• [0087]
    Even though the refractive index and extinction coefficient change satisfactorily with the irradiation with the pulsed laser beam when the film thickness is large enough, the change in each index/coefficient has a tendency to drop slightly after a peak existing at a film thickness of approximately 70 nm. When the film thickness is small, interaction of the sample with the incident beam is weak due to small light absorption, resulting in no remarkable change in n and k. On the other hand, when the film thickness is too large, the transmittance of the film drops, hampering photoexcitation of the whole film and saturating the changes in n and k.
  • [0088]
    FIG. 13 shows the relationship between the film thickness and the transmittance shown in Table 1. The transmittance decreases with the increase of the film thickness and becomes extremely small (below 1.0%) at thicknesses exceeding 100 nm. Since enough signal strength can not be achieved with an optical disc manufactured to have the super-resolution layer of such low transmittance, the transmittance should be 1.0% or more. Therefore, it is desirable that the film thickness of the super-resolution layer be 100 nm or less.
  • [0089]
    From the above results, an optimum range of the film thickness of the super-resolution layer for achieving remarkable changes in the optical constants (n, k) and sufficient signal strength of an optical disc including the super-resolution layer is 20 nm or more and 100 nm or less.
  • [0090]
    Subsequently, the band gap of the Fe2O3 sample was evaluated using the change in the spectral transmittance and the transmittance curve. First, the way of determining the transmittance curve and calculating the band gap will be described below. The spectral transmittance was measured for a wavelength range between 200 nm and 2000 nm by use of a spectrophotometer U-4100 (Hitachi, Ltd.). In the spectrophotometer, light emitted by a white light source (tungsten lamp, deuterium lamp, etc.) is wavelength-separated by a spectroscope and applied to the sample. Reference light and light passing through the sample are lead into a photomultimeter and the transmittance is obtained by calculating the intensity ratio.
  • [0091]
    Next, the way of obtaining the optical band gap from the determined spectral transmittance curve will be explained below. In the case of direct transition, the following relational expression (1) holds:
    hν)=α0(hν−E g)  (1)
    where “Eg” denotes band gap energy, “hν” denotes energy of light, “α” denotes an absorption coefficient and “α0” denotes a constant. The band gap energy Eg can be obtained by plotting (αhν)2 against hν and extrapolating the linear part of the plot to αhν→0 (where Eg=hν). The relationship between the absorption coefficient α and the transmittance T is represented by the following relational expression (2):
    T=exp(−αd)  (2)
    where “d” denotes the thickness [nm] of the film. The energy (hν [eV]) of light (corresponding to each wavelength (λ [nm])) has the following relationship (3) with the wavelength (λ [nm]). E g ( eV ) = 1.2397 λ ( nm ) × 1 , 000 ( 3 )
  • [0092]
    Based on the above relationships, the optical band gap can be obtained by the following procedure. First, the transmittance T at each wavelength is obtained by experiment and the transmittance T at each wavelength is converted into the absorption coefficient α using the expression (2). Each wavelength λ of light is converted into energy using the expression (3). The relationship between (αhν)2 and hν at each wavelength is plotted, and the optical band gap is obtained from the extrapolation point of the linear part to αhν→0.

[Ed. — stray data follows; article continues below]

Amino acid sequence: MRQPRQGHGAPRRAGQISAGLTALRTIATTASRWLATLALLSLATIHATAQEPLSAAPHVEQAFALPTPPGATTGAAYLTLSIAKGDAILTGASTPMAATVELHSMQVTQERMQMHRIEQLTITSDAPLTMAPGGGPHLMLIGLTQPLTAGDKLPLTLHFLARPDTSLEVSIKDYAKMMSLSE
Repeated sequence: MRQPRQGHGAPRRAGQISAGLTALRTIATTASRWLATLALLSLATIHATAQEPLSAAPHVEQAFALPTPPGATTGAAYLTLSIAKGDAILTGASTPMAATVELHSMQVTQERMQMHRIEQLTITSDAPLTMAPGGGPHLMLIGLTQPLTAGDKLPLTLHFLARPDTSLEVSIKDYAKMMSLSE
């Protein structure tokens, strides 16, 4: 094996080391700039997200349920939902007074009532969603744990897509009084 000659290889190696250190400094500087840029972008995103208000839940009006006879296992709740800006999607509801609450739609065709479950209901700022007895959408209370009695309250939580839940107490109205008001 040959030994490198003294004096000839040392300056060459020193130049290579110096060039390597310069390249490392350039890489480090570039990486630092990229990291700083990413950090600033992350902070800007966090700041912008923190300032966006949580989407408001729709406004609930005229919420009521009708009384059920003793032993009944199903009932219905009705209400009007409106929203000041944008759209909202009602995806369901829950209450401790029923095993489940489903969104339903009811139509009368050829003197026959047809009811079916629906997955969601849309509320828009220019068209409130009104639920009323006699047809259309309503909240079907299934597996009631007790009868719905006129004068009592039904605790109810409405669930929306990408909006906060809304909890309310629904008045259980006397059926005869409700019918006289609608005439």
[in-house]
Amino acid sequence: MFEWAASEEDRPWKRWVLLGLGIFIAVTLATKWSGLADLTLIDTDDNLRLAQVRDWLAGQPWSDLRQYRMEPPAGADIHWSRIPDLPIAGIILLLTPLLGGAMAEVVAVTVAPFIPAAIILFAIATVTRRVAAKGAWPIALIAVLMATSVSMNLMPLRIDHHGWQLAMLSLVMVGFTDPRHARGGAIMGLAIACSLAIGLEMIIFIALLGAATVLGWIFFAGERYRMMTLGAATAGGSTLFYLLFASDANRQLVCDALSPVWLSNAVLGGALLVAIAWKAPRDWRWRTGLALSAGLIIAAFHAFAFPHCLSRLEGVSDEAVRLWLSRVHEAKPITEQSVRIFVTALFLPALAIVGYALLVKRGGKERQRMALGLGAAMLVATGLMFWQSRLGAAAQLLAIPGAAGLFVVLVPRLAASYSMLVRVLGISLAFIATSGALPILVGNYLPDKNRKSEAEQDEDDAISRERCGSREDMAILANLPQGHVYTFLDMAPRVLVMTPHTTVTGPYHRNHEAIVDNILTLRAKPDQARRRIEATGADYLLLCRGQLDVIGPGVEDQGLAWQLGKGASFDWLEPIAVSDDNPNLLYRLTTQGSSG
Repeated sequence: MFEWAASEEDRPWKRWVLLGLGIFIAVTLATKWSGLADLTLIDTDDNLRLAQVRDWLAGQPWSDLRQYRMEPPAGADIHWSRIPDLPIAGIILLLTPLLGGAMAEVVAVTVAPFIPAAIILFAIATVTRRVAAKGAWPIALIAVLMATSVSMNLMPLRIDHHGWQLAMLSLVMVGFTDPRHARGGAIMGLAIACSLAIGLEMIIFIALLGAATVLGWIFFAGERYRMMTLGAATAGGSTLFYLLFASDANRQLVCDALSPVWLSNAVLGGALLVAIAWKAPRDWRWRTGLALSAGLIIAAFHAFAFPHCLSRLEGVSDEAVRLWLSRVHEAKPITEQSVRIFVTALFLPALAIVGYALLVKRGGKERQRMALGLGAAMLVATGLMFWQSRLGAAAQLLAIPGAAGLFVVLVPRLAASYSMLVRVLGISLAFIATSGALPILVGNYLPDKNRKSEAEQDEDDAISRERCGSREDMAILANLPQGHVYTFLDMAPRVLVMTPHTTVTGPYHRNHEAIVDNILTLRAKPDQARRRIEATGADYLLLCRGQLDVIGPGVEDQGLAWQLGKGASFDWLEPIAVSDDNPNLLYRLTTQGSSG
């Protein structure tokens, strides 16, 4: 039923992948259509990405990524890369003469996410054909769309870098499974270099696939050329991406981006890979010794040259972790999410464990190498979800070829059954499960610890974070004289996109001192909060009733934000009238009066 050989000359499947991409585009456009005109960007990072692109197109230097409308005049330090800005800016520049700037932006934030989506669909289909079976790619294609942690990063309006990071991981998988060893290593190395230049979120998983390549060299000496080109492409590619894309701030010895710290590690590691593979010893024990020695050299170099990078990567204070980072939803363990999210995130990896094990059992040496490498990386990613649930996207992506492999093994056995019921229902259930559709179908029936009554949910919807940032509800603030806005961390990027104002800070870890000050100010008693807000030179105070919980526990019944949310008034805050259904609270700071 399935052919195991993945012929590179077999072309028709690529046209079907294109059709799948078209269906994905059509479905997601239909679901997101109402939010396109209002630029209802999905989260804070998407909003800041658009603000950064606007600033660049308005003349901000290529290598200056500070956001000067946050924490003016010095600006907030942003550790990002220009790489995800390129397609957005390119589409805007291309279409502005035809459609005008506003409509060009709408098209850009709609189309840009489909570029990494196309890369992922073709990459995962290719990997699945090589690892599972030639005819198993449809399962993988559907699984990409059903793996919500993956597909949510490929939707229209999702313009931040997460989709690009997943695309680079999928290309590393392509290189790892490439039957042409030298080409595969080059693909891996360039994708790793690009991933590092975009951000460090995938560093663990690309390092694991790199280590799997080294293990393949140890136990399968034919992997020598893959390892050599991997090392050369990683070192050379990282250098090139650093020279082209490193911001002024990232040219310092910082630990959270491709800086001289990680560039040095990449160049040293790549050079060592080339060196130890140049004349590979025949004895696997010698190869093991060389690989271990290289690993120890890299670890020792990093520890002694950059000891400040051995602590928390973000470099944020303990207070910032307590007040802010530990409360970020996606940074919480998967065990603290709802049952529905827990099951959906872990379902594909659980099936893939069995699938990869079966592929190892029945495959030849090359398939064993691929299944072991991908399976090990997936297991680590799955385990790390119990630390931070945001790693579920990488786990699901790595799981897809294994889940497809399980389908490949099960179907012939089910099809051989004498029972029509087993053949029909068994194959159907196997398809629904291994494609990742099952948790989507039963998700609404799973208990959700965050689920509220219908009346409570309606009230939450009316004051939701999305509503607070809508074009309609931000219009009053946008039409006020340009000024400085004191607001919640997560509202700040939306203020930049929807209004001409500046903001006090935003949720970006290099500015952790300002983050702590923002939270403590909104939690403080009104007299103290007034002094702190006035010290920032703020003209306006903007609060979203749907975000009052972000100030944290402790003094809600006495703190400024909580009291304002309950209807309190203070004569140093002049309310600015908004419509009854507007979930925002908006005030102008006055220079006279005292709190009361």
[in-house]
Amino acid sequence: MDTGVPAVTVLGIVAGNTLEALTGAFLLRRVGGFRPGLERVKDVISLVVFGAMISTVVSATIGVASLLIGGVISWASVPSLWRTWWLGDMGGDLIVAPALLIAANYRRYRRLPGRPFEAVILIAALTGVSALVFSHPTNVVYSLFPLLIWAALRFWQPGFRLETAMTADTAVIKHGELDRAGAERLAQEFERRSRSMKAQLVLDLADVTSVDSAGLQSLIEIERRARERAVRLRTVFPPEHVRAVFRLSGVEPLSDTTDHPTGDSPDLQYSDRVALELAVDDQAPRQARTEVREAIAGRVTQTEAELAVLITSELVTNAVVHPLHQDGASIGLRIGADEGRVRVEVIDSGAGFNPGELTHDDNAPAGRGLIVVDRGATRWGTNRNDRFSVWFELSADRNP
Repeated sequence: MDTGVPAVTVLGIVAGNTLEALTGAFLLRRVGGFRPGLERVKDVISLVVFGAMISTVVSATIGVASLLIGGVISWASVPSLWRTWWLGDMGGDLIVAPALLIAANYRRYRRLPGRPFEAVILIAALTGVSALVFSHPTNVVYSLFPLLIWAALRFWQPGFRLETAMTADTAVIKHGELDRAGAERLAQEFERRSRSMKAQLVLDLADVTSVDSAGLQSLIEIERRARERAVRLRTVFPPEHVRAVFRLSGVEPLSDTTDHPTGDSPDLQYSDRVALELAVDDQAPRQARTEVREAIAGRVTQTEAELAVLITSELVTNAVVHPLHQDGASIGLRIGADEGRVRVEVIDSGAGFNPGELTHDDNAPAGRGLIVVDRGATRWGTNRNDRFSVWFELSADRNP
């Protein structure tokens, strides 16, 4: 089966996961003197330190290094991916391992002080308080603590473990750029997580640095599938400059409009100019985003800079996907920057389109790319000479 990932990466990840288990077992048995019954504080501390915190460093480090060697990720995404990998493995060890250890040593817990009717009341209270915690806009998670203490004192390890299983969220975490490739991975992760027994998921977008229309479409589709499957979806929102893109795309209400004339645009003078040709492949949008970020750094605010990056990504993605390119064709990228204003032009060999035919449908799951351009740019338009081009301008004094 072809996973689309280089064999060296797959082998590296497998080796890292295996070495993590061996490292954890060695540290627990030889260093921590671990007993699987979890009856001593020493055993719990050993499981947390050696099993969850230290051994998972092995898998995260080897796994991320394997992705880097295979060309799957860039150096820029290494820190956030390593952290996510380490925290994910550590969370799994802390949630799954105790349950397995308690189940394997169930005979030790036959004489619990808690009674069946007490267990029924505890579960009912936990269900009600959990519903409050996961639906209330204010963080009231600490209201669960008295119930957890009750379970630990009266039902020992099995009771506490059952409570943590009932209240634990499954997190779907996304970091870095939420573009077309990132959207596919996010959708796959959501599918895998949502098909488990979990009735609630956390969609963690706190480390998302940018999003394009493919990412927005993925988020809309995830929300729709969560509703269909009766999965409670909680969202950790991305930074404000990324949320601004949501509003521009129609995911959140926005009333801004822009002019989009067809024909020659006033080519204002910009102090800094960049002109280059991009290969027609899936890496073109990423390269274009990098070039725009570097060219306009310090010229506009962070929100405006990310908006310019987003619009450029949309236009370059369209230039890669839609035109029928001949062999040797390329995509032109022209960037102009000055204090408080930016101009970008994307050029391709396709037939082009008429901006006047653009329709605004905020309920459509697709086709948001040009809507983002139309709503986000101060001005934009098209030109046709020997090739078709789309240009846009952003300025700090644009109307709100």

• [0093]
    FIG. 6 shows the spectral transmittance curve of an Fe2O3 single thin layer which was deposited to a thickness of 70 nm. As shown in FIG. 6, the Fe2O3 thin layer exhibits low transmittance at wavelengths shorter than 400 nm, while the transmittance gradually increases on the long-wavelength side of 400 nm. This indicates that the interaction of the thin layer material with the laser beam is strong at wavelengths in the vicinity of 400 nm (strong absorption of light). In the high-transmittance area, light easily passes through the thin layer and the interaction between the material and the light is weak. The Fe2O3 sample examined in the present invention has strong interaction with the 405 nm light and thus its optical constant changes easily. It is characteristic of the laser beam wavelength employed in this experiment to be very close to the wavelength of strong absorption by the material.
  • [0094]
    Subsequently, the band gap Eg of the material was obtained using the expressions (1) to (3). FIG. 7 shows the hν−(αhν)2 plot calculated from the data of FIG. 6 and the relational expression (1). As indicated by the dotted line in FIG. 7, the linear part was obtained from the hν−(αhν)2 plot of the thin layer. From the extrapolation point of the linear part to αhν→0, a band gap Eg of 2.70 eV was obtained. The band gap energy 2.70 eV corresponds to a wavelength of 470 nm. Meanwhile, the energy of the 405 nm light is 3.1 eV, and thus the difference between the energy of the 405 nm light and the band gap energy of the material is approximately 0.4 eV. Thus, light having energy higher than (wavelength shorter than) the band gap is absorbed, causing the change in the optical constant. On the other hand, light having energy lower than the band gap is not absorbed, causing no change in the optical constant even when irradiating the material.
  • [0095]